AKRON, OHIO – Why did the officer decide to shoot first?
“Why didn’t you just try to calm her down or do anything? Why didn’t you try to speak with her and make sure everything was OK before you even went to pull out your gun?” Adrianna, 12, asked. “You could have tackled her, you could have tased her, maced her. Why did you choose the route you chose?”
And, why did he shoot four times, asked 15-year-old Ja’Niyah.
The girls were reflecting on the fall-out from a Columbus police officer shooting Ma’Khia Bryant, a 16-year-old Black girl, two days earlier while responding to a domestic disturbance call. Body-cam footage showed Ma’Khia lunging toward another person while holding a knife as officer Nicholas Reardon fired four shots within seconds of arriving on the scene. As the nation processed the killing of another Black person by an officer, these Akron teenagers faced an unavoidable question: What does it mean to be a Black girl in America?
The group of girls, aged 10 to 15, sat in a circle in a brightly painted, second-floor dance studio in downtown Akron. It was the weekly meeting of Little Miss and Big Sis, an empowerment group that aims to support Black girls in their personal and professional goals and their journeys toward womanhood. Sitting with them was their 23-year-old mentor Alexis Payne, who co-founded the group last December. After losing her 8-year-old cousin MiKayla “KayKay” Pickett to gun violence last summer, Payne became determined to create a safe space for Black girls in Akron, a place where they could share their dreams and struggles without judgment, and feel loved and heard.
“Do you wish you could rewind it?” Payne asked aloud about the officer.
One by one, the girls shared what they would say to the officer who shot Ma’Khia if they had the chance. The girls are identified only by their first names because of the sensitive topics discussed.
“If that was your daughter and it was another police officer that was in your spot that did the same thing … how would you [feel]?” Adrianna interjected.
“What would you do if there was another person or race in that situation, the same situation the girl was in. Would you still [act] that same way if she was a different color?” wondered Ra’Niya, 12.
“How do they live with themselves knowing that they just took somebody’s life, a kid’s life?” 13-year-old Aiyana asked.
In the aftermath of the death, media coverage swiftly focused on whether the officer was justified in shooting Ma’Khia. Some experts argued that Reardon followed protocol and was operating within the bounds of his professional duty. But the shooting, which coincided with the announcement of the verdict in the Derek Chauvin trial, also drew condemnation from critics who, like the girls in Akron, questioned why Reardon did not do more to de-escalate the situation or otherwise employ a nonlethal course of action.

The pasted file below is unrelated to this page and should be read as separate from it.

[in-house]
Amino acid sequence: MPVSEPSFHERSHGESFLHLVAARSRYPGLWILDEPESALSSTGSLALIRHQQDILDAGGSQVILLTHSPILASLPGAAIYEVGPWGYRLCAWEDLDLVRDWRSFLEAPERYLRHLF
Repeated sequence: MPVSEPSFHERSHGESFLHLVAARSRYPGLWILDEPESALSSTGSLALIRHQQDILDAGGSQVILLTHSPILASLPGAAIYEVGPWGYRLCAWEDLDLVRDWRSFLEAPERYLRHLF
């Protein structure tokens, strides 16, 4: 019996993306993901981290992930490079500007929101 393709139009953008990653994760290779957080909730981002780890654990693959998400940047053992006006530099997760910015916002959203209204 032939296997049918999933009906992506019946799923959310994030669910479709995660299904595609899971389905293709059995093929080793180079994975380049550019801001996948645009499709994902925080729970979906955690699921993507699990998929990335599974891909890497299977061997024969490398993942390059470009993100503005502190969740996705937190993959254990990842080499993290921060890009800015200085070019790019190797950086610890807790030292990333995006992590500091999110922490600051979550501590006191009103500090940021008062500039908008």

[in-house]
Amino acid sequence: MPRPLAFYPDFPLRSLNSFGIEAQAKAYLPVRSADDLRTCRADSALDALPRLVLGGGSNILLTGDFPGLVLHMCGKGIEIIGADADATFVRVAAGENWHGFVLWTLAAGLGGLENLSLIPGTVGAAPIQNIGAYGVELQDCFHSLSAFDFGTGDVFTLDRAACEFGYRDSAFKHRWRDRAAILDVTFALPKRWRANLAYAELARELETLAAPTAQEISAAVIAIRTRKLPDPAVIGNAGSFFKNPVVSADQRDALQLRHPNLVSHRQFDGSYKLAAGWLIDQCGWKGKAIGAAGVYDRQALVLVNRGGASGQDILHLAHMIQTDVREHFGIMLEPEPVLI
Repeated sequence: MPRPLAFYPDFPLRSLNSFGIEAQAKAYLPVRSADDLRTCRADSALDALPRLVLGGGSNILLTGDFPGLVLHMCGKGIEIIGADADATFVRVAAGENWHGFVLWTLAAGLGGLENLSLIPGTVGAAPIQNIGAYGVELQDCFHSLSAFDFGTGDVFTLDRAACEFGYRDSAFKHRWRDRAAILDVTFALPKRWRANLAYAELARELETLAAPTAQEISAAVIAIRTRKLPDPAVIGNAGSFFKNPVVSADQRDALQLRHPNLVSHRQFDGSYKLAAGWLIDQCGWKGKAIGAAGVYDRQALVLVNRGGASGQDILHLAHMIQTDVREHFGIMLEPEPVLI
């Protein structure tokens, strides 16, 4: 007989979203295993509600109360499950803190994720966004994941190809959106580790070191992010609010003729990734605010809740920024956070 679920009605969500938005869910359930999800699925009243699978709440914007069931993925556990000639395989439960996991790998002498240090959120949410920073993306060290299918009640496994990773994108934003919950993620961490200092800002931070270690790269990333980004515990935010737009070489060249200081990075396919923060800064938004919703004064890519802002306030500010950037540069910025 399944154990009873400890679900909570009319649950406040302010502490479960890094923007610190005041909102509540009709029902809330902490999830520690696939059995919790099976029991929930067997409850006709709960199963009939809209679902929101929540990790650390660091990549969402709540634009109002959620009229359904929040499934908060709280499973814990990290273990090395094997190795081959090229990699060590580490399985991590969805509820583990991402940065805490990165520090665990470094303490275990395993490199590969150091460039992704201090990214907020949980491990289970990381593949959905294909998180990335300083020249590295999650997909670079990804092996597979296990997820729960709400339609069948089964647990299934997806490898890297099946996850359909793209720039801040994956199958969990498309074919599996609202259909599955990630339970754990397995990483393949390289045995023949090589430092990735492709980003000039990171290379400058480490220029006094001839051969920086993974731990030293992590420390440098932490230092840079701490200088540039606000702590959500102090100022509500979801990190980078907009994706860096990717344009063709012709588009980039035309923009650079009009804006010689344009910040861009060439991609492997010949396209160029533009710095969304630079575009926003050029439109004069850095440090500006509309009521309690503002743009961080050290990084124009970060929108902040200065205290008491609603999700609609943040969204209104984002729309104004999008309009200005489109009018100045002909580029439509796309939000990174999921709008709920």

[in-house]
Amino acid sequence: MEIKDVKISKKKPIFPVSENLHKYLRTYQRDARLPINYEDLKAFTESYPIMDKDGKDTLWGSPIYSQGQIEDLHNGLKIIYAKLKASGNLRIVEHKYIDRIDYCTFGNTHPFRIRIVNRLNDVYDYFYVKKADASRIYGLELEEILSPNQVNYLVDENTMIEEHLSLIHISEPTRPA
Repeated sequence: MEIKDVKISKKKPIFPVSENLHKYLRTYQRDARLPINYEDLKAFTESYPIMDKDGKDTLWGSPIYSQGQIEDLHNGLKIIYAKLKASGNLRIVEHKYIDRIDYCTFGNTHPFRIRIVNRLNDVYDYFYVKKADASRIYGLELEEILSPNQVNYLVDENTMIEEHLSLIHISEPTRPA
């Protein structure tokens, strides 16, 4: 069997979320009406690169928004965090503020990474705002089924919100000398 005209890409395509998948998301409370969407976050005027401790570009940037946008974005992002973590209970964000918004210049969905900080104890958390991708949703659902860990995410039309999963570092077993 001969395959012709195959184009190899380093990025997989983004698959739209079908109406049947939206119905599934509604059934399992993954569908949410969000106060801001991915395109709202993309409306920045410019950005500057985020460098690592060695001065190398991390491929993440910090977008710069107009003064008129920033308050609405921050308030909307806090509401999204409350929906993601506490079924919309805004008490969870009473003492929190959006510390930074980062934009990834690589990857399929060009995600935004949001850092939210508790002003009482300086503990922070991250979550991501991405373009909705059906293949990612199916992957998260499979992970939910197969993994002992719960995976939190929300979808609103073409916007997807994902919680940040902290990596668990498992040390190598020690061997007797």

And despite Ma’Khia’s young age, journalists and politicians alike — including the mayor of Columbus — consistently referred to her as a “woman,” underscoring the ways in which society does not view Black kids, and Black girls in particular, as children in need of support and protection.
“They’re not being seen as girls. They’re being seen as threats,” said Tanisha “Wakumi” Douglas, executive director of S.O.U.L. Sisters Leadership Collective, a nonprofit that supports Black girls and LGBTQ+ youth involved in the criminal justice and foster care systems in Florida and New York.
“That’s how they are being perceived by the adults who are meant to protect them and care for them. And so the way that the police officers are trained to deal with threats is exactly what we’re witnessing with these gross uses of force which need to be questioned,” Douglas said.
Victims of ‘adultification bias’
In 2017, the Georgetown Law Center on Poverty and Inequality published a landmark study on adults’ perceptions of Black girls as being less innocent and in need of less nurturing than their white peers, beginning as early as age 5.
After surveying 325 respondents across multiple backgrounds — the majority white — the center found that adults viewed Black girls as needing less protection and support, being more independent and knowing more about adult topics, including sex. This phenomenon, which the researchers refer to as “adultification bias,” takes root when Black girls are between the ages of 5 and 14, and follows them for the rest of their youth.
Such stereotypes, which are rooted in racism and the legacies of slavery, have far-reaching consequences. In the classroom, they may account for harsher punishment for Black girls, who experience higher suspension rates than white girls, the researchers note.
In the juvenile justice system, adultification bias can translate into more severe penalties and greater use of force against Black girls. Studies show that prosecutors dismiss, on average, 7 out of 10 cases involving white girls, but only 3 out of 10 cases involving Black girls, who also are not afforded as many diversion opportunities to avoid formal initiation into the criminal justice system.